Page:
Al-Marwazi described migration of mobile societies in ancient Eurasia

Alexander the Great and Ghengis Khan created vast Eurasian empires about 2300 and 800 years ago, respectively.  The creation of those empires surely wasn’t a typical re-arrangement of Eurasian societies.  Writing about 1120, Sharaf al-Zaman al-Marwazi, a native of the major central-Asian city Merv, described a more typical re-arrangement:

To them {Turks} also belong the Qun; these came from the land of Qitay, fearing the Qita-khan.  They were Nestorian Christians, and had migrated from their habitat, being pressed for pastures.  Of their numbers {is? or was?} Akinji b. Qochqar {?} the Khwarazmshah.  The Qun were followed {or pursued} by a people called the Qay, who being more numerous and stronger than they drove them out of these {new?} pasture-lands.  They then moved on to the territory of the Shari, and the Shari migrated to the land of the Turkmans, who in their turn shifted to the eastern parts of the Ghuzz country.  The Ghuzz Turks then moved to the territory of the Bajanak, near the shores of the Armenian {?} sea. [1]

Al-Marwazi’s reference to the Qun, Turks who were Christians, is not well-understood.  The Qun may have been the Tuyuhun.  In the late eighth century they lived in Shaanxi and neighboring provinces.  They plausibly had contact with Xi’an, an early center of Christianity in China.   In the ninth and tenth centuries the Tuyuhun moved just north of the great bend of the Yellow River (the Ordos Loop).[2]  That movement may have been related to the suppression of Buddhism, Christianity, Manichaeism, and Zoroastrianism in China in the mid-ninth century.[3]  The Kereit, a Turkish people living southeast of Lake Baikal, converted to Christianity in 1009.[4]  Contact with the nearby Christian Qun may have fostered that conversion.  In any case, the Qun were positioned to connect the sedentary people of China to the mobile societies of central Asia.

More generally, al-Marwazi reported an immense migration of peoples.  The movement began in Manchuria in far-east Eurasia and ultimately had effects on peoples near the Black Sea in western Eurasia.  This migration is thought to have taken place primarily from 1030 to 1050.[5]  Roughly a half millennium earlier, the Avars apparently migrated from eastern-central Eurasia to western Eurasia.  Many other re-arrangements and migrations among the relatively mobile Eurasian societies could have occurred in the long span of Eurasian history.

Economic change seems to be shifting societies toward mobile assets.  Physical assets require physical space and non-scalable maintenance services. Virtual assets such as software and data can realize great economies of scale and be quickly adapted to new applications.  Cloud technologies and mobile devices allow persons and groups to be much more nomadic.  Leading societal forms of the twenty-first century are likely to be more like ancient Central Asia than like Roman or Chinese empires.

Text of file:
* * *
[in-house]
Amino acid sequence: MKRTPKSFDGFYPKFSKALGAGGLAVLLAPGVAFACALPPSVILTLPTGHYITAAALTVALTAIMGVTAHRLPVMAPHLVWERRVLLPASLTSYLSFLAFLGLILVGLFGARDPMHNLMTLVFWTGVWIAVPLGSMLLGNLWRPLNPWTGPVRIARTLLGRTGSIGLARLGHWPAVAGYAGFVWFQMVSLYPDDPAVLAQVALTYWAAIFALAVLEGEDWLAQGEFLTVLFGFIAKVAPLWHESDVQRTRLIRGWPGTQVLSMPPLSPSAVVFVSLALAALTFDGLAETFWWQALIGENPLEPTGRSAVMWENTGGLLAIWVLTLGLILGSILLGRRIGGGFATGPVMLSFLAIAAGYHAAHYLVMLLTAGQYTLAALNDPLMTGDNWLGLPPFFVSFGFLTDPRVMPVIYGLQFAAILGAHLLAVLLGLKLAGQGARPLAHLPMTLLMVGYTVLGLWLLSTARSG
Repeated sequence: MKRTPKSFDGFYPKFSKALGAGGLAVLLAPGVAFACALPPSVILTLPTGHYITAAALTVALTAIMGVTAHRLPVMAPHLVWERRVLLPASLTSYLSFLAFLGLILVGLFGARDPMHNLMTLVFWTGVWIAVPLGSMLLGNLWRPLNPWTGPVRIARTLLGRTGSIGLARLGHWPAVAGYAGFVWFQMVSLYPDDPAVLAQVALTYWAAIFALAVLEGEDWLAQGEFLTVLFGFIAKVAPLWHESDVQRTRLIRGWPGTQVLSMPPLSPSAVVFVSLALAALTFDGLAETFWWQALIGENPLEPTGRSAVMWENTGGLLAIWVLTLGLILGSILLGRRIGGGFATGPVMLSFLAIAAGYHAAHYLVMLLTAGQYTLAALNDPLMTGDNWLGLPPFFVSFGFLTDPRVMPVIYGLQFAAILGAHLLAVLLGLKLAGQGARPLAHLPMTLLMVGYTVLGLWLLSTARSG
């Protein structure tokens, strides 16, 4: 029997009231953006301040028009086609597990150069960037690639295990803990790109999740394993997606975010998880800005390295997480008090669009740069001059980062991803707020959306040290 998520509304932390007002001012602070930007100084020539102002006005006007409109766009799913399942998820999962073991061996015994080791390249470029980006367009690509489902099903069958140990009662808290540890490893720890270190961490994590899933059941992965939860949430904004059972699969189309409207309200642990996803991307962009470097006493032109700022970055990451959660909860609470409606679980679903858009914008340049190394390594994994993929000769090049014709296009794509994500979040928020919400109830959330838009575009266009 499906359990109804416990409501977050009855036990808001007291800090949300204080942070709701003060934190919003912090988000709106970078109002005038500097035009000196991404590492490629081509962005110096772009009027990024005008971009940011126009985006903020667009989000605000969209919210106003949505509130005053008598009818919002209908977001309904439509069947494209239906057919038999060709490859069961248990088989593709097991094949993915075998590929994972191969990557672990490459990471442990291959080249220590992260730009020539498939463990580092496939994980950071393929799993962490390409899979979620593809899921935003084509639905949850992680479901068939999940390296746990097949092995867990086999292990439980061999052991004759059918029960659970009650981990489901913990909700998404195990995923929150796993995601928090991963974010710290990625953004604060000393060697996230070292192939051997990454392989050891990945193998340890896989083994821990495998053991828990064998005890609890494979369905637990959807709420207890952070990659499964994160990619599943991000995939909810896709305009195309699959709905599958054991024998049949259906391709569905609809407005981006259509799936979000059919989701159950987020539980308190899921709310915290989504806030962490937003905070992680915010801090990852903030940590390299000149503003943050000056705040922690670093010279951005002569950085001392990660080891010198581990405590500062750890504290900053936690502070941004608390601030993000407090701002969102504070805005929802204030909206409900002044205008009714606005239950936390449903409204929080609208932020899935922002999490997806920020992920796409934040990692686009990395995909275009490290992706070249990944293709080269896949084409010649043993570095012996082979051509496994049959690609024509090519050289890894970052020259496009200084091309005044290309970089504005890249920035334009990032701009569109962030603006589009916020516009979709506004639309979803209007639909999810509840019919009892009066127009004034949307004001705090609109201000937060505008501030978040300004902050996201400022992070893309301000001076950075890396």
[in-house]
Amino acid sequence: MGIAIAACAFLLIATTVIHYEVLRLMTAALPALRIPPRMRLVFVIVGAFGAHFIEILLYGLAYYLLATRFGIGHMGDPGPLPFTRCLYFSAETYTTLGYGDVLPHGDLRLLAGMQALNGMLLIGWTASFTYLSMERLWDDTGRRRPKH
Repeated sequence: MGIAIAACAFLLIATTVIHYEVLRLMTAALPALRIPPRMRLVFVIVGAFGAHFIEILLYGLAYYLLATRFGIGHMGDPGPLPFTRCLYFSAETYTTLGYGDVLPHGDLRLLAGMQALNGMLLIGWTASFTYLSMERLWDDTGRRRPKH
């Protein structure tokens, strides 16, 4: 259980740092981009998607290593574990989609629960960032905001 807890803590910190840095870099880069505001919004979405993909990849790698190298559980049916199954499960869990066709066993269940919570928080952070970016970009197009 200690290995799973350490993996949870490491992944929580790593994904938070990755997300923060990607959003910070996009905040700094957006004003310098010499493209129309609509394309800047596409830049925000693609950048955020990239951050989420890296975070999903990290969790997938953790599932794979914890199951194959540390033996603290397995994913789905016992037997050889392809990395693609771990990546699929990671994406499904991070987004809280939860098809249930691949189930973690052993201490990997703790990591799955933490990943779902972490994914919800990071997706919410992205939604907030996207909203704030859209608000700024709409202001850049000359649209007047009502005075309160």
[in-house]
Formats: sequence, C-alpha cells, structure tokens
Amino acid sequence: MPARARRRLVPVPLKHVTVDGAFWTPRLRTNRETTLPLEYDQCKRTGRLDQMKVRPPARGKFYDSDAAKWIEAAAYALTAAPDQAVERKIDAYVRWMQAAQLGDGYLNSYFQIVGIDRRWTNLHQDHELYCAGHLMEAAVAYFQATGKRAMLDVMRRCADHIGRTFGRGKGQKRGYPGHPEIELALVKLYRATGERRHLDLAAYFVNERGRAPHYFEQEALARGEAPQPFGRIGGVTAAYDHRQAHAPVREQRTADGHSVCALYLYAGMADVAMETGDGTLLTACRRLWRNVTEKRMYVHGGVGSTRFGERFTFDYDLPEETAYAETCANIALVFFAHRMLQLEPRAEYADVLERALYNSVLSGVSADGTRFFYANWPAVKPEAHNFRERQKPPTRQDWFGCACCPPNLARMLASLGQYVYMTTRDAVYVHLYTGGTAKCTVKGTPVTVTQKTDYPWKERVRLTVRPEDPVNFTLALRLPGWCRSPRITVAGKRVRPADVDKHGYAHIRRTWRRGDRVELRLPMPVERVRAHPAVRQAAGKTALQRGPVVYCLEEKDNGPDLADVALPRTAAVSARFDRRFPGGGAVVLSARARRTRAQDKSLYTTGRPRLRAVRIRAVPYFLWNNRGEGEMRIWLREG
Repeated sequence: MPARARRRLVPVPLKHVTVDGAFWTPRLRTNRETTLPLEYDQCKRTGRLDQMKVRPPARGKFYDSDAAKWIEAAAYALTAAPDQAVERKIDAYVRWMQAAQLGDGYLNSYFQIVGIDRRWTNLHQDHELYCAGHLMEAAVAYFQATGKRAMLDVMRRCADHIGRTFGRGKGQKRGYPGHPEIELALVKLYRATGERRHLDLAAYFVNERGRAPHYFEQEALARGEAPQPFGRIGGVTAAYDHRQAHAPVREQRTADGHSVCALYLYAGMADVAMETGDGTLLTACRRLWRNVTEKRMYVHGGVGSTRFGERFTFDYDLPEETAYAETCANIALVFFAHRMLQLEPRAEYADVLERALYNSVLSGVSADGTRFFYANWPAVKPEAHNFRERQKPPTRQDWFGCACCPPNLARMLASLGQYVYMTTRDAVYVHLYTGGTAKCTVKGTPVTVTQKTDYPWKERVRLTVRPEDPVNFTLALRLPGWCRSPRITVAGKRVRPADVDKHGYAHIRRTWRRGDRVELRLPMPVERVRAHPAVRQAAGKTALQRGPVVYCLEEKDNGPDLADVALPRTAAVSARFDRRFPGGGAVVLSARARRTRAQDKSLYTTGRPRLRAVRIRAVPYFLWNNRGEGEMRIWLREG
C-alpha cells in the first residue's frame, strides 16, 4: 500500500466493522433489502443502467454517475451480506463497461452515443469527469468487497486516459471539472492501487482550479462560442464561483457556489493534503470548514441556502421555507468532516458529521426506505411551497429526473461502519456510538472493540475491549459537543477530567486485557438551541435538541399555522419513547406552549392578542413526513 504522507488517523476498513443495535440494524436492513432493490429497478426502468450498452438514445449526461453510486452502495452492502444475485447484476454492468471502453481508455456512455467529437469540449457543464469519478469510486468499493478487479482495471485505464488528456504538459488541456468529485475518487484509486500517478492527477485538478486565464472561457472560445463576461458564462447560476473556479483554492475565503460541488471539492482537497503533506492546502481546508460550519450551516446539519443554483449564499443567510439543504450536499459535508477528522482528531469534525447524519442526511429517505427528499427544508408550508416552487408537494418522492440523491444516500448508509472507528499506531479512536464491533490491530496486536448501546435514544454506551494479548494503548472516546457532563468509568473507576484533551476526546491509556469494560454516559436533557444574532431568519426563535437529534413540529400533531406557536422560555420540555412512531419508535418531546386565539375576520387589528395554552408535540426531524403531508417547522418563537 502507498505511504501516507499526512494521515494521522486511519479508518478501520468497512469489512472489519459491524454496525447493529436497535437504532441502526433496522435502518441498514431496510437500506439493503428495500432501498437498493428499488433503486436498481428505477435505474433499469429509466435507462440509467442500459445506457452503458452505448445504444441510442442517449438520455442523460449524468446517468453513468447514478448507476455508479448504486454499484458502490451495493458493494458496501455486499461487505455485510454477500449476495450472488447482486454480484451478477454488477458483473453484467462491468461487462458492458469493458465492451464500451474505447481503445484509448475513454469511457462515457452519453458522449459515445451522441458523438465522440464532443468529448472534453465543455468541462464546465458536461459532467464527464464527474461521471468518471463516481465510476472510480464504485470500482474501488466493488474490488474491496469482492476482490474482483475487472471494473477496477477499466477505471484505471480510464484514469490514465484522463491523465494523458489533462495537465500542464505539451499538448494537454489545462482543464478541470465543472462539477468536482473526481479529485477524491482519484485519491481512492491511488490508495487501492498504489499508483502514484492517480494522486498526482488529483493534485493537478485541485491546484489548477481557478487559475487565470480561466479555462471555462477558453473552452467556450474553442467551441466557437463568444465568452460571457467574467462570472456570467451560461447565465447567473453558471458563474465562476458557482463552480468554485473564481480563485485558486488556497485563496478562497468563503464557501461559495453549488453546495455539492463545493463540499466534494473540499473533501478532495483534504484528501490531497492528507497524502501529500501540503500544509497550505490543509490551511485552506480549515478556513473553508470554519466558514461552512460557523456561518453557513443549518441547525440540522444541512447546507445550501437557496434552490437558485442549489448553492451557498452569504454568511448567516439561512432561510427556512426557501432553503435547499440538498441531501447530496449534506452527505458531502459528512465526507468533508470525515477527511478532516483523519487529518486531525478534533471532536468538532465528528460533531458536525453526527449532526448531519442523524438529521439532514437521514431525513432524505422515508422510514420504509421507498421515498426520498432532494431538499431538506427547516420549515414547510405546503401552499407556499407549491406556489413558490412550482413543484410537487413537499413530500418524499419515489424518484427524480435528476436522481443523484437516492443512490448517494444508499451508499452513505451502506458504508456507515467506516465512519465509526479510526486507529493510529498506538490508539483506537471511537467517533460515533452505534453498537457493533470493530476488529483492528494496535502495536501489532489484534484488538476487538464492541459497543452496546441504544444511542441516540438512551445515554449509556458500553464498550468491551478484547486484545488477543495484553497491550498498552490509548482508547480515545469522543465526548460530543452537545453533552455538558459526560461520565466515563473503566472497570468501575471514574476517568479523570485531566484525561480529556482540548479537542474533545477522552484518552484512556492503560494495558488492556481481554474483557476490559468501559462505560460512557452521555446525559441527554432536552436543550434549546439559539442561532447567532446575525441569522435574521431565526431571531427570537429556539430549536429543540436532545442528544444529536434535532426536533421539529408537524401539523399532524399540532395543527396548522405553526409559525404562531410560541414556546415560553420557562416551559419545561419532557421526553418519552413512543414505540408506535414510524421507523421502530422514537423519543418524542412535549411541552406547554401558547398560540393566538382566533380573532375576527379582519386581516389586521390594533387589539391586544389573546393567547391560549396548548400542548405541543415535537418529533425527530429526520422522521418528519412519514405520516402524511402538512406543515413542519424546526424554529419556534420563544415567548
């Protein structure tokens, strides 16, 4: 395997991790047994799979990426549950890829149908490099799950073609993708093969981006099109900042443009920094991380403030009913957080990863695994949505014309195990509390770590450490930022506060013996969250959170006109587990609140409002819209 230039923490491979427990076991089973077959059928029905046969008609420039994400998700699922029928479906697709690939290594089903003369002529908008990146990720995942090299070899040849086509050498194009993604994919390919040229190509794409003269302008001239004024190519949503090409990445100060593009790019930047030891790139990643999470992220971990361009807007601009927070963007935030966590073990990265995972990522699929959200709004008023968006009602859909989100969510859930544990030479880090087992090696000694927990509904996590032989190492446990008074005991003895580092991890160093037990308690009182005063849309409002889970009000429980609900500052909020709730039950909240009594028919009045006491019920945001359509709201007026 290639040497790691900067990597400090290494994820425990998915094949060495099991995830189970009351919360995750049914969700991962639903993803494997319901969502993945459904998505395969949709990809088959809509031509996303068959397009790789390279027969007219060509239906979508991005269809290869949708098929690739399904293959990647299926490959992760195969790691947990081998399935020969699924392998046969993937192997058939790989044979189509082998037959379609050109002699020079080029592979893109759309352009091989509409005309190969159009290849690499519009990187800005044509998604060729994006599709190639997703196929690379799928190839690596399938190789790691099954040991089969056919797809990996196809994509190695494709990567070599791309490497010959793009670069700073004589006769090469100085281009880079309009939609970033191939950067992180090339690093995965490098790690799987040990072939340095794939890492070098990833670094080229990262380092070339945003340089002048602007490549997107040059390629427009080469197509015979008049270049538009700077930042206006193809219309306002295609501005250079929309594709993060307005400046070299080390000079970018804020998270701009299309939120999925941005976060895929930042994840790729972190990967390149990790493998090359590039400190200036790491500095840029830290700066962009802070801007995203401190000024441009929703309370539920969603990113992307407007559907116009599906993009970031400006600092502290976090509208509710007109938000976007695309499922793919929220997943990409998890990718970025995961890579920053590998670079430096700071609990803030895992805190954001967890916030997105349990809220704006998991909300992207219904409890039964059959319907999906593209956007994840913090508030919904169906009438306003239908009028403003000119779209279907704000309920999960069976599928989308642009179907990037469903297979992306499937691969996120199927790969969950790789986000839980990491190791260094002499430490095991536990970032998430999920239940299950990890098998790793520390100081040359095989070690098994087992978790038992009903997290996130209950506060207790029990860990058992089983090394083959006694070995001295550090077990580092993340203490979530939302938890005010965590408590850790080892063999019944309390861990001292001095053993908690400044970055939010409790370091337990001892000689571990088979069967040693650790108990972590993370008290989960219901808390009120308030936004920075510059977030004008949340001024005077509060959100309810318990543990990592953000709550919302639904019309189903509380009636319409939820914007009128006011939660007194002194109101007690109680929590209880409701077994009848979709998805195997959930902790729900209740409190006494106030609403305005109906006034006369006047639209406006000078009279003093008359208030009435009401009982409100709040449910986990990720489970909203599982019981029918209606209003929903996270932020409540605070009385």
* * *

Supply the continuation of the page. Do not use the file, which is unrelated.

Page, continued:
*  *  *  *  *

Related posts:


[1] Al-Marwazi, Kitāb Ṭabāʾiʿ al-Ḥayawān (Nature of Animals), Ch. 9, Sec. 3, trans. Minorsky (1942) pp. 29-30. The editorial interpolations in {} are Minorsky’s.

[2] Minorsky (1942) commentary on al-Marwazi, p. 99, apparently quoting Pelliot (1921), Note sur les T’ou-yu-houen in T’oung-Pao.

[3] The religious suppression in mid-ninth century China did not eliminate Manichaeism in China:

Manichaeism was flourishing in China as late as the Sung dynasty. In the Sung hui-yao kao we find many imperial edicts persecuting the followers of this religion throughout the Northern and Southern Sung dynasties. In 1120 A. D., the year of Marvazi’s death, it is said that in Wen-chou alone there existed more than forty Manichaean temples.

Chou (1945) p. 14. For a detailed analysis of a Manichaean’s relationship with a Confucian official under the southern Sung Dynasty, see Lieu (1977).  Christianity in China seems also to have survived the mid-ninth-century religious suppression.

[4] Mingana (1925) pp. 308-311.

[5] Minorsky (1942) commentary on al-Marwazi, p. 104.


Chou Yi-liang. 1945.  “Notes on Marvazi’s account on China.”  Harvard Journal of Asiatic Studies.  Vol. 9, n. 1 (Sept.) pp. 13-23.

Lieu, Samuel N. C. 1977.  “A lapsed Chinese Manichaean’s correspondence with a Confucian official in the late Sung Dynasty (1265): a study of the Ch’ung-shou-kung chi by Huang Chen.”  Bulletin of the John Rylands Library (Manchester), v. 59, pp. 397-425.

Mingana, Alphonse. 1925. The early spread of Christianity in central Asia and the Far East: a new document. Manchester: University Press.

Minorsky, Vladimir F. 1942. Sharaf Al-Zamān Ṭāhir Marvazī on China, the Turks and India: Arabic text (circa A. D. 1120) with an English translation and commentary. London: Royal Asiatic Society.

Leave a Reply

Your email address will not be published. Required fields are marked *

You may use these HTML tags and attributes: <a href="" title=""> <abbr title=""> <acronym title=""> <b> <blockquote cite=""> <cite> <code> <del datetime=""> <em> <i> <q cite=""> <strike> <strong>

Current month ye@r day *